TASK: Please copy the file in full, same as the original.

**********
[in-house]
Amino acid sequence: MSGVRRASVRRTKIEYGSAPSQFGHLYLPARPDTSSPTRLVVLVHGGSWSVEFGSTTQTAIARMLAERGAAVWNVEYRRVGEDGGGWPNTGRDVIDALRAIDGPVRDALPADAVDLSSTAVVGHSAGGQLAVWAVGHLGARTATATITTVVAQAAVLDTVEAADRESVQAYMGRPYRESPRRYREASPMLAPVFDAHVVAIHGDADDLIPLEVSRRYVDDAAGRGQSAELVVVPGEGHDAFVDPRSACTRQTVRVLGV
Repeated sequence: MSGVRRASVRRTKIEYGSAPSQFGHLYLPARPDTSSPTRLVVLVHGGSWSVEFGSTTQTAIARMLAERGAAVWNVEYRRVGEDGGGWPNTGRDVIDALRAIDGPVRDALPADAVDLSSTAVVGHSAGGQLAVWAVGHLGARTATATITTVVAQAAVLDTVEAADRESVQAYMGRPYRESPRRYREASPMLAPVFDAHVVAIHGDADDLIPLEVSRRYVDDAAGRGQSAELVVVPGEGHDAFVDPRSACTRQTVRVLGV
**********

[in-house]
Amino acid sequence: MSGVRRASVRRTKIEYGSAPSQFGHLYLPARPDTSSPTRLVVLVHGGSWSVEFGSTTQTAIARMLAERGAAVWNVEYRRVGEDGGGWPNTGRDVIDALRAIDGPVRDALPADAVDLSSTAVVGHSAGGQLAVWAVGHLGARTATATITTVVAQAAVLDTVEAADRESVQAYMGRPYRESPRRYREASPMLAPVFDAHVVAIHGDADDLIPLEVSRRYVDDAAGRGQSAELVVVPGEGHDAFVDPRSACTRQTVRVLGV
Repeated sequence: MSGVRRASVRRTKIEYGSAPSQFGHLYLPARPDTSSPTRLVVLVHGGSWSVEFGSTTQTAIARMLAERGAAVWNVEYRRVGEDGGGWPNTGRDVIDALRAIDGPVRDALPADAVDLSSTAVVGHSAGGQLAVWAVGHLGARTATATITTVVAQAAVLDTVEAADRESVQAYMGRPYRESPRRYREASPMLAPVFDAHVVAIHGDADDLIPLEVSRRYVDDAAGRGQSAELVVVPGEGHDAFVDPRSACTRQTVRVLGV